Although called a Death Cafe

Death Cafe returns to Nelson

Although called a Death Cafe, this fall’s series at Kalein Hospice Centre is a living conversation.

Kalein Hospice Centre is bringing back its popular Death Cafe. Beginning this fall, a series of three cafes are scheduled for Sept. 23, Oct. 21, and Nov. 25. Everyone is welcome to attend one, two, or all three.

Death Café (deathcafe.com) is part of an international movement that was started in 2011.

There are now over 500 registered cafes in 31 countries. The movement is part of a growing openness and shifting attitudes to the end of life, reflected in the emergence of death doulas, funeral celebrants, alternatives to conventional ceremonies, online forums and debates about end-of-life care, etc.

As the founder saw it, “Western society has long outsourced discussions about death to doctors, nurses, priests and undertakers. The result is that we have lost control of one of the most significant events we ever have to face.”

Rosalyn Cormier, who co-facilitated the Death Cafes at Kalein last spring, will be returning for the fall series. She is a local counsellor and funeral celebrant who has been exploring multicultural approaches to being with death, grief and loss.

In describing her experiences, Cormier comments that “At every cafe I have learned something new, and my own perceptions of death and dying change and expand to embrace the views and experiences that others share. I really like that the cafes are attracting people of such diverse ages and life experience so we can learn so much from each other.”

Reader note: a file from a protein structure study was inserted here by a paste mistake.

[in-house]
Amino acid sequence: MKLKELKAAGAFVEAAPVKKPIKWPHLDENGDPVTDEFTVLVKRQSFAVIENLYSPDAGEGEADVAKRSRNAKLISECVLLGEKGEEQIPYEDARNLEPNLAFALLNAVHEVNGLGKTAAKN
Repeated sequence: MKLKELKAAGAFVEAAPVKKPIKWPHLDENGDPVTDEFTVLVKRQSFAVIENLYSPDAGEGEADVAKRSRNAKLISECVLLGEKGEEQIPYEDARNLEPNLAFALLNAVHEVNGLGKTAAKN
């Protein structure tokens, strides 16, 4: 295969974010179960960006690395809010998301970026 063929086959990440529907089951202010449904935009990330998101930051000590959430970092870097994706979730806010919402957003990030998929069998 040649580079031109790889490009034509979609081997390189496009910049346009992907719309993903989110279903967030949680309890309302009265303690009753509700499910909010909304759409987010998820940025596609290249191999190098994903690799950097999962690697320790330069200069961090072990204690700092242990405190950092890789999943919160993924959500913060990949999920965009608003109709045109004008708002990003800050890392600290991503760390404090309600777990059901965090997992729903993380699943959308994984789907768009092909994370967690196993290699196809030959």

Cormier is excited to welcome a second facilitator to the cafes this fall, Millie Cumming. She is a counsellor/art therapist with years of experience working in hospice care.

She is also a member of faculty at the Kutenai Art Therapy Institute.

“It’s a great pleasure for me to participate in this international movement that invites respectful dialogue and reflection on a topic that is not often encouraged or welcomed in our culture,” Cumming says.

“We knew there was a hunger in the community for the opportunity to have a meaningful conversation about death, but we were still amazed at how quickly the cafes filled up,” says Kim Bater, Kalein’s executive director. “We expect that the fall series will, likewise, fill quickly.”

In describing what participants can expect at the cafe, Cormier says “These cafes are a warm and respectful space, in which we can explore the many dimensions of what death is for each of us, around a cup of tea and cake.

“I have been deeply moved to see and hear what people have discovered, and by what they have given to each other, in this living conversation.

“By slowing down and inviting a deeper listening, we open ourselves to uncharted territory. In this space we can support one another to find the courage to stay present to the tenderness, heartbreak, deep love, fear and gratitude, which are all part of this mystery of life and death.”

The Death Cafes are limited to 35 participants and fill quickly. Participation is by donation, however, advance registration is required.

To register or receive more information, please contact info@kaleinhospice.org or call 250-352-3331.

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